The trick is to not deploy SOA all at once, because by the time most "big-bang" efforts are completed, the business needs may have changed and much of the implementation will be outdated, says Sandra Rogers, program director for SOA, Web services and integration at research company IDC (a sister company to CIO’s publisher). Instead, create the architecture and deploy specific services in phases, perhaps by focusing on one application domain at a time or choosing projects based on business urgency. "You can build incrementally," says Suzanne Peck, CTO of the District of Columbia. In 1999, Peck began reorganizing 370 legacy systems into nine functional groupings in preparation for a new SOA. The services include both new code and Web-services-based interfaces to legacy code, as well as new composite applications.
But until you develop the underlying architecture, you can’t build anything. "How you’re going to manage version 2 [of your services] and beyond is important to think through up front," says Metzger. "It’s important to understand how volatile a particular business process is."
Any organization implementing an SOA should create a basic architectural model for a manageable piece of the business, and then apply that model opportunistically to individual projects, using them both to test the model and to deploy the SOA in pieces, says ZapThink’s Schmelzer. That architecture includes identifying all of the business processes, the interactions among them, the specific applications and functions (existing and needed) to deploy them, and the flow of business logic and data to execute the business processes. Identifying these pieces lets you understand common functions that can be standardized across all processes, as well as identify the compliance, security and management requirements.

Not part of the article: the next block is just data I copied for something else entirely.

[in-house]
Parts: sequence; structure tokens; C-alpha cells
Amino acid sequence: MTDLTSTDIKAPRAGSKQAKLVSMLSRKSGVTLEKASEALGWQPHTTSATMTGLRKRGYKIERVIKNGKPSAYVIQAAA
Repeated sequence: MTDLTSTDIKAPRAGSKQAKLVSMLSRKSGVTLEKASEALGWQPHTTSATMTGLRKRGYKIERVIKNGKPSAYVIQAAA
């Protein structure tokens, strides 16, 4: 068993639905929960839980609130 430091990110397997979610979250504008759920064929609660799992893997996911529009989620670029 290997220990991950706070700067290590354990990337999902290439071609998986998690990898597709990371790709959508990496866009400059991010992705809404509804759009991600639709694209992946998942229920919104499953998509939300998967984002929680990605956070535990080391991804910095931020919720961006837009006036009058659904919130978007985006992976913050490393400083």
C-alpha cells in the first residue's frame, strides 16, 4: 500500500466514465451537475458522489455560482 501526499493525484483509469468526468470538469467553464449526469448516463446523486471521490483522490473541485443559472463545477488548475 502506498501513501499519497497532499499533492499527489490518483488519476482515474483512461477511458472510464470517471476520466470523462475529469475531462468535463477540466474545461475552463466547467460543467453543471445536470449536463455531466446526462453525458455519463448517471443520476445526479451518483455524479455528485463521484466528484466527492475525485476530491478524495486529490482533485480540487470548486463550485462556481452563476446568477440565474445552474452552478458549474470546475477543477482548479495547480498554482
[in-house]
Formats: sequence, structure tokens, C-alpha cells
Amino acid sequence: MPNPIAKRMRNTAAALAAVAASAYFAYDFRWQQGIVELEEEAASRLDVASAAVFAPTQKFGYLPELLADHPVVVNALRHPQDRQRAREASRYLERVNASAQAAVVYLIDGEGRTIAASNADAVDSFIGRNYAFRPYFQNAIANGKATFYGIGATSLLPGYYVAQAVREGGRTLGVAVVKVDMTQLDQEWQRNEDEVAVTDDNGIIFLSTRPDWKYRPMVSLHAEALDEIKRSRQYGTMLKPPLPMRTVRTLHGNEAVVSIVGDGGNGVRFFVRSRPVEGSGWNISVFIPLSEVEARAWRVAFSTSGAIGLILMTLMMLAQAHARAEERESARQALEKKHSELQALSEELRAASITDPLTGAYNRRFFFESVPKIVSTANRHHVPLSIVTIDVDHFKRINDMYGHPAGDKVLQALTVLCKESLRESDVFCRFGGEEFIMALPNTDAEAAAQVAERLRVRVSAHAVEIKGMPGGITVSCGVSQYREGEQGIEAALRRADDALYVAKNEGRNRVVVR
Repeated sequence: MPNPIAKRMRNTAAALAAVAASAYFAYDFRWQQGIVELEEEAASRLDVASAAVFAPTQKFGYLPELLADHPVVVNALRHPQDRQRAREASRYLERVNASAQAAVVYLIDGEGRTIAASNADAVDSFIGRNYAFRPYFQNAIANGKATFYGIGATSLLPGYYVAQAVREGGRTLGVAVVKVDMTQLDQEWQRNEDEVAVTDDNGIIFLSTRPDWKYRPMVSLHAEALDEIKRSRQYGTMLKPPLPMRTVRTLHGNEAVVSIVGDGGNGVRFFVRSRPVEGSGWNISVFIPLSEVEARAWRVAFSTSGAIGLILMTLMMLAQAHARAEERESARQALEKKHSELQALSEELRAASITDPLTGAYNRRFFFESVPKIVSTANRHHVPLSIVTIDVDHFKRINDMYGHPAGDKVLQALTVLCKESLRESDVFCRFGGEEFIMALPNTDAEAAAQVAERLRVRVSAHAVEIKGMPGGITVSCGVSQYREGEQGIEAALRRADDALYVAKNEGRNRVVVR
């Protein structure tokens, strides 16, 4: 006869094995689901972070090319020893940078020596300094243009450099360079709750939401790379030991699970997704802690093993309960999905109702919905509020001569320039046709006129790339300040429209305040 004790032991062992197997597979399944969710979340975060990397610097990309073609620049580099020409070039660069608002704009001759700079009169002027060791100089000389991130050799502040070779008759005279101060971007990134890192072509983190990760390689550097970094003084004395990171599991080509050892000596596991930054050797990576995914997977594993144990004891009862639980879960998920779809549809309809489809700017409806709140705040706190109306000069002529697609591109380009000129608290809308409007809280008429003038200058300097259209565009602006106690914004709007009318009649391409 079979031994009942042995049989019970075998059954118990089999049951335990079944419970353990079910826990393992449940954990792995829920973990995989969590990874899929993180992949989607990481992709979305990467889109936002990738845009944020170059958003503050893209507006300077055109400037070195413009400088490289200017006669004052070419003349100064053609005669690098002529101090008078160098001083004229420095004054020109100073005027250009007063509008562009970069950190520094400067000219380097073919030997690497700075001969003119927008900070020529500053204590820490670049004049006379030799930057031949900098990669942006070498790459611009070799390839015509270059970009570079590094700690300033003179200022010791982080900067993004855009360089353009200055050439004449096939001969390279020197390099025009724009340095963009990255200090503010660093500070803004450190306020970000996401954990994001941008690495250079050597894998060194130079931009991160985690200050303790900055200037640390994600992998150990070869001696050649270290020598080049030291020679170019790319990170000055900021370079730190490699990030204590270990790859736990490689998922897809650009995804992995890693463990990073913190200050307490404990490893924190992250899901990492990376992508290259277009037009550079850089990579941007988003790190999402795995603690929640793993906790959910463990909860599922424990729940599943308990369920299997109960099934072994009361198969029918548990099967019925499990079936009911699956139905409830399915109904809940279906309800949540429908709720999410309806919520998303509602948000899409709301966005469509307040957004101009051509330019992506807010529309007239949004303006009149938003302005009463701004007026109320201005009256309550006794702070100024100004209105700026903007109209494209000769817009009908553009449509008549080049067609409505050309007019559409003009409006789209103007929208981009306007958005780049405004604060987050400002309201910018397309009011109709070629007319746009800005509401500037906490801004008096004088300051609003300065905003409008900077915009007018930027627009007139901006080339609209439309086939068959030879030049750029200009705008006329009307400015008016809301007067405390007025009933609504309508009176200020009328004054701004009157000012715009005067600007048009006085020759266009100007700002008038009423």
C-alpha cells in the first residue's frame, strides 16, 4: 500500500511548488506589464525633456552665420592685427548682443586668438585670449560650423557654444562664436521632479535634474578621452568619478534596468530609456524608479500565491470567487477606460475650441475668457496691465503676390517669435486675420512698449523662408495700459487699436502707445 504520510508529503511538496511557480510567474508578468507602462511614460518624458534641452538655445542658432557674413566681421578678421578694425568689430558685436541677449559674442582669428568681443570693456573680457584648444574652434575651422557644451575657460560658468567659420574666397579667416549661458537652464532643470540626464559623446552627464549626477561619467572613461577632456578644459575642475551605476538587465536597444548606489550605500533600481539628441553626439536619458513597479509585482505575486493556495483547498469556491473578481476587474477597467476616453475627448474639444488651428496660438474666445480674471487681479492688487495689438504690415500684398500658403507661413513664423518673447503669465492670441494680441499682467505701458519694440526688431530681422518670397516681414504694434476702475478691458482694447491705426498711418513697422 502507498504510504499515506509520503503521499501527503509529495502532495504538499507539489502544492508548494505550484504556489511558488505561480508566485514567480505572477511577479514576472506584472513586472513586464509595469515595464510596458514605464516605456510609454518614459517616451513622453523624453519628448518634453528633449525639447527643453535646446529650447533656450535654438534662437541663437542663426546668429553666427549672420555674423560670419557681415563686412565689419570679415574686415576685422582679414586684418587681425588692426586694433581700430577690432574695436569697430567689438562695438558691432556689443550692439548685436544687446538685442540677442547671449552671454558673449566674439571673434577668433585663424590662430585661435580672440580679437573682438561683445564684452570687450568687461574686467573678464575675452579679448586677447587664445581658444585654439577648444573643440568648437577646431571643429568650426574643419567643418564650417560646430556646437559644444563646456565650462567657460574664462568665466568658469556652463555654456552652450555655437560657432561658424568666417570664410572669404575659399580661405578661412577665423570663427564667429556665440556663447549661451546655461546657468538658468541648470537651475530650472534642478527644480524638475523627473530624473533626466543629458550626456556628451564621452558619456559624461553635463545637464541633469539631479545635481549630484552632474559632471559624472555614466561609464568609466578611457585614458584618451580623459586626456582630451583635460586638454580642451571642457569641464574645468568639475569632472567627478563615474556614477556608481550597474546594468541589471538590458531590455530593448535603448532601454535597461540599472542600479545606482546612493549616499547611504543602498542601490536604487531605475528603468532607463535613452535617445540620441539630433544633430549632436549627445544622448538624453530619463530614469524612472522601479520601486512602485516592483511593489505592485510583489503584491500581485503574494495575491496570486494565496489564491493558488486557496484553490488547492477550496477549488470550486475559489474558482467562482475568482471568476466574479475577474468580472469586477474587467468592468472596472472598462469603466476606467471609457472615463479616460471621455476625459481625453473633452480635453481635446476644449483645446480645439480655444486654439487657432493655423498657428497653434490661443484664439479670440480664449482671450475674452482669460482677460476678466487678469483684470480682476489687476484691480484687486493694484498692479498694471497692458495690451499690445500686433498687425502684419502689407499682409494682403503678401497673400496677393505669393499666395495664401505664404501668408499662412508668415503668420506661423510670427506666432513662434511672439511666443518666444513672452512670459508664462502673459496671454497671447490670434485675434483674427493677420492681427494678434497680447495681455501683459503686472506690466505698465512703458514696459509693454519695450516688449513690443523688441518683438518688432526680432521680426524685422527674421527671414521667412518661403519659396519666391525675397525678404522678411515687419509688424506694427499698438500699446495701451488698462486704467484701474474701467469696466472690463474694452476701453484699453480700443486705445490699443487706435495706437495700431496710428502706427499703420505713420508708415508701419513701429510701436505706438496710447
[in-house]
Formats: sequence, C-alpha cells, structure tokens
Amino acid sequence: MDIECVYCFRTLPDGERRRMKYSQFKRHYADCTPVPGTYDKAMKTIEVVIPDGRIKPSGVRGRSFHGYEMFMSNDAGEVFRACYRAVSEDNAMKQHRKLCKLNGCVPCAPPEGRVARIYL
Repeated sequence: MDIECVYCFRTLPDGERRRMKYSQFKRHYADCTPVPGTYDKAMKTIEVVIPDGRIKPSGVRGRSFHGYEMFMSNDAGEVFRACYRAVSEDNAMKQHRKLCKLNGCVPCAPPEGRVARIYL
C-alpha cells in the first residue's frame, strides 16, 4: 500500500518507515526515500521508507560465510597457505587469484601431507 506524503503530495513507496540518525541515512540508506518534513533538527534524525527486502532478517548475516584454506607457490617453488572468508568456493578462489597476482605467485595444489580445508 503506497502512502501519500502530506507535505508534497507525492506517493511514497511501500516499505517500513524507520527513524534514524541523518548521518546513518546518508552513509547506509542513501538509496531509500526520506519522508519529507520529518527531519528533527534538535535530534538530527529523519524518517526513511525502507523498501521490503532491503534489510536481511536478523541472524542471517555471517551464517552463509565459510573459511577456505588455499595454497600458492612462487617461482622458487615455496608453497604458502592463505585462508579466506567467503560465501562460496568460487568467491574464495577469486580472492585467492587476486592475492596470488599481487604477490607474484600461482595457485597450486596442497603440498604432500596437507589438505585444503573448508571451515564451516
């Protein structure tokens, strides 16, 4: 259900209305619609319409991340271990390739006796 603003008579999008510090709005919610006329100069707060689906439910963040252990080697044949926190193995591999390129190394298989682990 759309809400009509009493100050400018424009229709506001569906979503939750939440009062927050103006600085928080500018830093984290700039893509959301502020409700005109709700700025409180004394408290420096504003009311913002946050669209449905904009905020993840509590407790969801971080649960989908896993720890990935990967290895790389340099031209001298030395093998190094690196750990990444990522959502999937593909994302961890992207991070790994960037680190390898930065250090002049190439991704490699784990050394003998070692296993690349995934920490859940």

Be prepared to spend up to a year doing the initial business process and architectural analysis, advises TrueCredit’s Metzger. But that extra time spent up front will pay off exponentially, he says. Today, new services at TrueCredit have only a six-week development cycle. At the District of Columbia, some services are delivered in as little as 12 weeks (more complex ones take four to six months).
Challenge 2: Take Governance Seriously
Because SOA is ultimately about creating and managing IT processes in support of business processes, governance is critical. "Development organizations are used to building applications, but now they are assembling parts," says Dennis Gaughan, research director for IT governance at AMR Research. And that development has to be done in a standard way—which can rub developers the wrong way. "SOA takes a lot of the control away [from individual developers], so you get resistance," says John Stubbs, CIO at Sony Pictures Entertainment, the distribution arm of Sony. Sony Pictures’ SOA efforts have resulted in a common service for managing the licensing rights of movies and TV shows across several lines of business (including DVD sales and theatrical releases) affecting 39 business units (including legal and marketing). The IT group is now using the SOA to deploy common Web services for its SAP Financials processes like accounts receivable.